Improving Individual Tree Crown Delineation and Attributes Estimation of Tropical Forests Using Airborne LiDAR Data►▼ Figures
Forests 2018, 9(12), 759; https://doi.org/10.3390/f9120759 - 5 December 2018
Individual tree crown (ITC) segmentation is an approach to isolate individual tree from the background vegetation and delineate precisely the crown boundaries for forest management and inventory purposes. ITC detection and delineation have been commonly generated from canopy height model (CHM) derived from[...] Read more.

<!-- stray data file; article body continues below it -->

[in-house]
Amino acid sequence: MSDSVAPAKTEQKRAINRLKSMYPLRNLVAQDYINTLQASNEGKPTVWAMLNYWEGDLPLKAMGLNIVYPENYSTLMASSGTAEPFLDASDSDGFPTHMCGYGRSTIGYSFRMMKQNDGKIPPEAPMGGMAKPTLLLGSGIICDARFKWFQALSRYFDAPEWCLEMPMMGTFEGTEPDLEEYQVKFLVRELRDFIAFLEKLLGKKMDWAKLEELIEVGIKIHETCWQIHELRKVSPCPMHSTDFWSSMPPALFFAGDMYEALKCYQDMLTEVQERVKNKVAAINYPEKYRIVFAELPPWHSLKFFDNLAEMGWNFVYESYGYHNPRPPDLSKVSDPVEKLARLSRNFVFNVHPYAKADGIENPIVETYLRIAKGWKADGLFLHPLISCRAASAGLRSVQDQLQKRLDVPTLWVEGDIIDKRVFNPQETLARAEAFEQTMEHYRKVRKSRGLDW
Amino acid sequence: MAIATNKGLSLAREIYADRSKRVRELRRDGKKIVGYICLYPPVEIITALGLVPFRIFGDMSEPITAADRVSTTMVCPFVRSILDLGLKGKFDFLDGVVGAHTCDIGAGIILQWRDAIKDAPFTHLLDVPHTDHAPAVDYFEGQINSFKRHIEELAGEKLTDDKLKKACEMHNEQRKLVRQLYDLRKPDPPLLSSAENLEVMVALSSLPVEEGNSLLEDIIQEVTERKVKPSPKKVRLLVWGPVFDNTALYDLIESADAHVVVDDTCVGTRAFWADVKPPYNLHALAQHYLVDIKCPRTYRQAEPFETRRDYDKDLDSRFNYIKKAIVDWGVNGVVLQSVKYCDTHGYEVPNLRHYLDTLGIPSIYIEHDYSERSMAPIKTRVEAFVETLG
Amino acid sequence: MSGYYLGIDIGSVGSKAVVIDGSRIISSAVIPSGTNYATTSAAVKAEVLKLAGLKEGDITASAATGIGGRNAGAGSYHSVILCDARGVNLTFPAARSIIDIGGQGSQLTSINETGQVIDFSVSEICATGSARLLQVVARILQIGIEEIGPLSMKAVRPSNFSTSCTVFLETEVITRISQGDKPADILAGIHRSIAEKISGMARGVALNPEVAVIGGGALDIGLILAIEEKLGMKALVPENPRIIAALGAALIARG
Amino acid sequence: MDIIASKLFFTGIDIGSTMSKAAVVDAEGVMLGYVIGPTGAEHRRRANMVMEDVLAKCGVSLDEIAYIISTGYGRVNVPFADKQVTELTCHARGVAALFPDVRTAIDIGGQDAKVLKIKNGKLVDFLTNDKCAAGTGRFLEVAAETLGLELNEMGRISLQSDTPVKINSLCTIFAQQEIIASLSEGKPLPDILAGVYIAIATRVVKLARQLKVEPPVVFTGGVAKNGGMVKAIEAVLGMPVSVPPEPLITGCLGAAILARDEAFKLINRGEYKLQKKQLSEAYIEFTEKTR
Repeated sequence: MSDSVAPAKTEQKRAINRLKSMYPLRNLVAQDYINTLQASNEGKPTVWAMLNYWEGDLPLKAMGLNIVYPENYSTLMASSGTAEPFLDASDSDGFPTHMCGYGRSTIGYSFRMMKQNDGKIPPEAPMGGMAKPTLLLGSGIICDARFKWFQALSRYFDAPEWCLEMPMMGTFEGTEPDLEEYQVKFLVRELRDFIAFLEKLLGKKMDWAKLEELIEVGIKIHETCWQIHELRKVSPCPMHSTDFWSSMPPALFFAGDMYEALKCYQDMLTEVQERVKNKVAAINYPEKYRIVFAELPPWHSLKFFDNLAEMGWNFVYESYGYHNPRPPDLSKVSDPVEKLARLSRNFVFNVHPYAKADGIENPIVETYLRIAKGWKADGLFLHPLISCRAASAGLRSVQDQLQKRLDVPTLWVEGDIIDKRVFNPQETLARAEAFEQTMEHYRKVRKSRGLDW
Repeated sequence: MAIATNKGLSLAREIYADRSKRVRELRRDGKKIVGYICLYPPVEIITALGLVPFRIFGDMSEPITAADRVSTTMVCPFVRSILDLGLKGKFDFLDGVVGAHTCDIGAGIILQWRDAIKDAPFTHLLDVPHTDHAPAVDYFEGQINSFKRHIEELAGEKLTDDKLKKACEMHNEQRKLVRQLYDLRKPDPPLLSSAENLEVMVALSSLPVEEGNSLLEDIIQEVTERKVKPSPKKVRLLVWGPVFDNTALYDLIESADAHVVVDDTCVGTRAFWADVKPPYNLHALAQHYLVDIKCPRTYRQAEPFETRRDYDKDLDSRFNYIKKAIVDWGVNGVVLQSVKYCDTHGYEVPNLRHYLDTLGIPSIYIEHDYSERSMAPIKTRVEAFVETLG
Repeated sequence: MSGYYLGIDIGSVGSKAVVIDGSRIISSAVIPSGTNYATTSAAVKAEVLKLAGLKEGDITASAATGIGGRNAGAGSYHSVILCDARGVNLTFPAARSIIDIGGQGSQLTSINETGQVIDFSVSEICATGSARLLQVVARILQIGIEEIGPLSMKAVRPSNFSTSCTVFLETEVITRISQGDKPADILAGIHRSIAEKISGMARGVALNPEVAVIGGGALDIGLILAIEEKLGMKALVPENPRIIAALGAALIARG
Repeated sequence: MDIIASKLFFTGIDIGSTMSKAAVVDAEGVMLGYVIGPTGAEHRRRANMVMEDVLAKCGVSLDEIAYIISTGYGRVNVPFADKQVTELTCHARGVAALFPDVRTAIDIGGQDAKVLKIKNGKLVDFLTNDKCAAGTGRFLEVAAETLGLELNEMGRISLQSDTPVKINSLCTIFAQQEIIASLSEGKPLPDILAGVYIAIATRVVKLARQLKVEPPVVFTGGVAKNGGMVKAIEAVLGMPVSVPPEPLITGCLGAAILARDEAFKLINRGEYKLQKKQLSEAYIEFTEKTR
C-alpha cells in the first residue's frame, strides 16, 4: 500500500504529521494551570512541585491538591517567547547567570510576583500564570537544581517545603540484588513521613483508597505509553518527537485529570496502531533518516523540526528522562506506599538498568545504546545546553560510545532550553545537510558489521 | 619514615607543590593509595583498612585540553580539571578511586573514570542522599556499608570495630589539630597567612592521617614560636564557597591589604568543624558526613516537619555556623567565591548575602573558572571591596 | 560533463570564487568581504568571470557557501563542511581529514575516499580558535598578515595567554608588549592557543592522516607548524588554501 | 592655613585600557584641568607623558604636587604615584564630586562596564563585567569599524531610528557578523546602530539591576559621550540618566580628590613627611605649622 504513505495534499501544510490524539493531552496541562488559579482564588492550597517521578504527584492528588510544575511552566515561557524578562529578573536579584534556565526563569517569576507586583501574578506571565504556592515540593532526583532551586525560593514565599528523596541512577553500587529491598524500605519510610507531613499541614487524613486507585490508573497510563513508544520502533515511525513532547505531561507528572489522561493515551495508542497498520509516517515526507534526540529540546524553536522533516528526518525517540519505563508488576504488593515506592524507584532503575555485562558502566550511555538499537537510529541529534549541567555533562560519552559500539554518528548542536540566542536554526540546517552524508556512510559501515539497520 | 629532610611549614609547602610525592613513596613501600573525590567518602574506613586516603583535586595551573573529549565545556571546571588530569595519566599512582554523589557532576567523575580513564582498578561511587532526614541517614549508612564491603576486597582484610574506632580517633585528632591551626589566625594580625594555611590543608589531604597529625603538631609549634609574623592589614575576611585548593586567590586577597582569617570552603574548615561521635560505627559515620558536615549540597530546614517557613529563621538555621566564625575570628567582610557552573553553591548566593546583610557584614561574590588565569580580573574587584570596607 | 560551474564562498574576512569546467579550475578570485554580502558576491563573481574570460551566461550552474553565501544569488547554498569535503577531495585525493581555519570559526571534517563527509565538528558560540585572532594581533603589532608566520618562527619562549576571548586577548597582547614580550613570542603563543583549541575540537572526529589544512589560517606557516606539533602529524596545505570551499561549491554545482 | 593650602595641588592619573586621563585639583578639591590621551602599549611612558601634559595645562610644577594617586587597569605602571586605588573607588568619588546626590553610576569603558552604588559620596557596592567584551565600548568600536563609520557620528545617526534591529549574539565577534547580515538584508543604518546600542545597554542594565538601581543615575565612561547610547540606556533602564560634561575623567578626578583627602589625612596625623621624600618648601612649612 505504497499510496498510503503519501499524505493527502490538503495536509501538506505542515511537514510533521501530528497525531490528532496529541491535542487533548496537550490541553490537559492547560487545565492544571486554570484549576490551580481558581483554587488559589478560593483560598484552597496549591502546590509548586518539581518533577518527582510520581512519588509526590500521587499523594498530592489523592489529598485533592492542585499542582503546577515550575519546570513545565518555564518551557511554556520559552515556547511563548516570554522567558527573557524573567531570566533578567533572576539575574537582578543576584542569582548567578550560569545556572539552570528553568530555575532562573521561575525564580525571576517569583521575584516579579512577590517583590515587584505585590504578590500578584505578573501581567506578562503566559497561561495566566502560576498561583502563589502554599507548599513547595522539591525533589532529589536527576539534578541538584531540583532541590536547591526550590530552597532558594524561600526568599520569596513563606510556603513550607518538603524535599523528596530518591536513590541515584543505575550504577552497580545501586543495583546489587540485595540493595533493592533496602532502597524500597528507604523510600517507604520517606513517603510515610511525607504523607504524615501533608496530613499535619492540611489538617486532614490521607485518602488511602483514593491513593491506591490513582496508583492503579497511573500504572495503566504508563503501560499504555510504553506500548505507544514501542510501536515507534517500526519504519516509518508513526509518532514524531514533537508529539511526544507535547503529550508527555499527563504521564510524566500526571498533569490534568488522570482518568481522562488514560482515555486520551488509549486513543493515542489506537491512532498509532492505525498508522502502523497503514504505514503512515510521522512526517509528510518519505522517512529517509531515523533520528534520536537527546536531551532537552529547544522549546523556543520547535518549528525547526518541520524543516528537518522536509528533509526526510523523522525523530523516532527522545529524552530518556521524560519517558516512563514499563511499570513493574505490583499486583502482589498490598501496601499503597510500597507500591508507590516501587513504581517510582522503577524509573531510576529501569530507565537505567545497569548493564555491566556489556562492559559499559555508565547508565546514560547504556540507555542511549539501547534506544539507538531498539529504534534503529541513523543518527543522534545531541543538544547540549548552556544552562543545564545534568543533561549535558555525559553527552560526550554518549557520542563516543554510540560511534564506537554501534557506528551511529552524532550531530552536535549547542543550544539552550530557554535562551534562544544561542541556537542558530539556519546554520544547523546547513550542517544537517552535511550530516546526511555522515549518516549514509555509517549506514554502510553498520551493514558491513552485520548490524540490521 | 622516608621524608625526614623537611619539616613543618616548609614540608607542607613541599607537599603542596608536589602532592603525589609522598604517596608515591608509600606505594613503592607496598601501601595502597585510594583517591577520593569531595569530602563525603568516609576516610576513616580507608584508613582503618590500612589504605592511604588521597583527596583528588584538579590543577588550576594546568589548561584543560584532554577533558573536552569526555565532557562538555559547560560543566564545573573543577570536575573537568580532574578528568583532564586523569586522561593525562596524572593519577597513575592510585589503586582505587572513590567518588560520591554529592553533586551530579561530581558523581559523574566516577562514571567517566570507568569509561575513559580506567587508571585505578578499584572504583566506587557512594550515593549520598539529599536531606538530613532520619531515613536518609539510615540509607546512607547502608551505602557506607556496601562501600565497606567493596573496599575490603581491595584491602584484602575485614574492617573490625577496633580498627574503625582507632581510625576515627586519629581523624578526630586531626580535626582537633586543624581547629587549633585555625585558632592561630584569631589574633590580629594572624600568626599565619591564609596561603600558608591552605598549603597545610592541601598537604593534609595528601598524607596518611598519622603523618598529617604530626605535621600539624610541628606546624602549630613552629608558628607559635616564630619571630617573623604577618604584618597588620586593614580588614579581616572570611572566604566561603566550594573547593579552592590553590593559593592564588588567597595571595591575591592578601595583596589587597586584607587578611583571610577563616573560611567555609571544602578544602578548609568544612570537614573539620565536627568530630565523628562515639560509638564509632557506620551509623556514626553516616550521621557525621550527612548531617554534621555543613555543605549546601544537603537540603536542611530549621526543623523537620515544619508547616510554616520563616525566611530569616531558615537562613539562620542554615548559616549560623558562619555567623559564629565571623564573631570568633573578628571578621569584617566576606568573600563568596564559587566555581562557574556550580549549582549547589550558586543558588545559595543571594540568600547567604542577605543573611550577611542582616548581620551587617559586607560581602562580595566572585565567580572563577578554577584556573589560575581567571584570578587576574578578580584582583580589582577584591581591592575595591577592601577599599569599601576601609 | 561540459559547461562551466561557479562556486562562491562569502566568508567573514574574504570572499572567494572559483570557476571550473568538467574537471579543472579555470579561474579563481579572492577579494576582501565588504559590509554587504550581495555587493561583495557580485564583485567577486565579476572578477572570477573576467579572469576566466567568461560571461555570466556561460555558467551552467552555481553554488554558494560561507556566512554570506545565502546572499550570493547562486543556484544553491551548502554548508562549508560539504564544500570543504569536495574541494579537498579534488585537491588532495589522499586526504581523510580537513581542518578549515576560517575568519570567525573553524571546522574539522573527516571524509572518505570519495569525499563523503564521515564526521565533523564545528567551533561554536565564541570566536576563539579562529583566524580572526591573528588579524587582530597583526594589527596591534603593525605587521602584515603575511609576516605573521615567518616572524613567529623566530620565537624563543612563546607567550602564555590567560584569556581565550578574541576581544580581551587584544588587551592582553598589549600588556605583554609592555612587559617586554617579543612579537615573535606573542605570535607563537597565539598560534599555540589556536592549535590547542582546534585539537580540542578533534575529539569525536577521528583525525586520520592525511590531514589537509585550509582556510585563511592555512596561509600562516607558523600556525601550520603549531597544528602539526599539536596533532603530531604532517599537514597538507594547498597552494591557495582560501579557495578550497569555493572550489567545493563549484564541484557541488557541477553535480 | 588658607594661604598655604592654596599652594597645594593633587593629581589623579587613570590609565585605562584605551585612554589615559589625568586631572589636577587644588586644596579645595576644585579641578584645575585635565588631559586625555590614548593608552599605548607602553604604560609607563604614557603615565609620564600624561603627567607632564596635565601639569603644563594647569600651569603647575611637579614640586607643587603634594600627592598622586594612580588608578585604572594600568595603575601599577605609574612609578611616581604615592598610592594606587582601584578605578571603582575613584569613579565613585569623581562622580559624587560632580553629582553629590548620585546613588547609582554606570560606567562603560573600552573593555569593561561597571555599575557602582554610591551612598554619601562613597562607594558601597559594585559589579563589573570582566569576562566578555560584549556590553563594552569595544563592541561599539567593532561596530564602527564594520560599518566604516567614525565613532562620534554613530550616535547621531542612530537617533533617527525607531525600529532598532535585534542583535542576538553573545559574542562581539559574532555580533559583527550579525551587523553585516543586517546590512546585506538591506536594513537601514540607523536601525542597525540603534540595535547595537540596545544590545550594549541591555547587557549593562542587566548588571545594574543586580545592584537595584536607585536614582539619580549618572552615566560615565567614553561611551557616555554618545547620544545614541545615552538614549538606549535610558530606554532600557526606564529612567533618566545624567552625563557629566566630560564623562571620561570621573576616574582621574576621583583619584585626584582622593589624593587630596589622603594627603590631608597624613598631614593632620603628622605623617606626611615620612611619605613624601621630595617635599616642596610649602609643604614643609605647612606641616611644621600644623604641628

Individual tree crown (ITC) segmentation is an approach to isolate individual tree from the background vegetation and delineate precisely the crown boundaries for forest management and inventory purposes. ITC detection and delineation have been commonly generated from canopy height model (CHM) derived from light detection and ranging (LiDAR) data. Existing ITC segmentation methods, however, are limited in their efficiency for characterizing closed canopies, especially in tropical forests, due to the overlapping structure and irregular shape of tree crowns. Furthermore, the potential of 3-dimensional (3D) LiDAR data is not fully realized by existing CHM-based methods. Thus, the aim of this study was to develop an efficient framework for ITC segmentation in tropical forests using LiDAR-derived CHM and 3D point cloud data in order to accurately estimate tree attributes such as the tree height, mean crown width and aboveground biomass (AGB). The proposed framework entails five major steps: (1) automatically identifying dominant tree crowns by implementing semi-variogram statistics and morphological analysis; (2) generating initial tree segments using a watershed algorithm based on mathematical morphology; (3) identifying “problematic” segments based on predetermined set of rules; (4) tuning the problematic segments using a modified distance-based algorithm (DBA); and (5) segmenting and counting the number of individual trees based on the 3D LiDAR point clouds within each of the identified segment. This approach was developed in a way such that the 3D LiDAR points were only examined on problematic segments identified for further evaluations. 209 reference trees with diameter at breast height (DBH) ≥ 10 cm were selected in the field in two study areas in order to validate ITC detection and delineation results of the proposed framework. We computed tree crown metrics (e.g., maximum crown height and mean crown width) to estimate aboveground biomass (AGB) at tree level using previously published allometric equations. Accuracy assessment was performed to calculate percentage of correctly detected trees, omission and commission errors. Our method correctly identified individual tree crowns with detection accuracy exceeding 80 percent at both forest sites. Also, our results showed high agreement (R2 > 0.64) in terms of AGB estimates using 3D LiDAR metrics and variables measured in the field, for both sites. The findings from our study demonstrate the efficacy of the proposed framework in delineating tree crowns, even in high canopy density areas such as tropical rainforests, where, usually the traditional algorithms are limited in their performances. Moreover, the high tree delineation accuracy in the two study areas emphasizes the potential robustness and transferability of our approach to other densely forested areas across the globe. Full article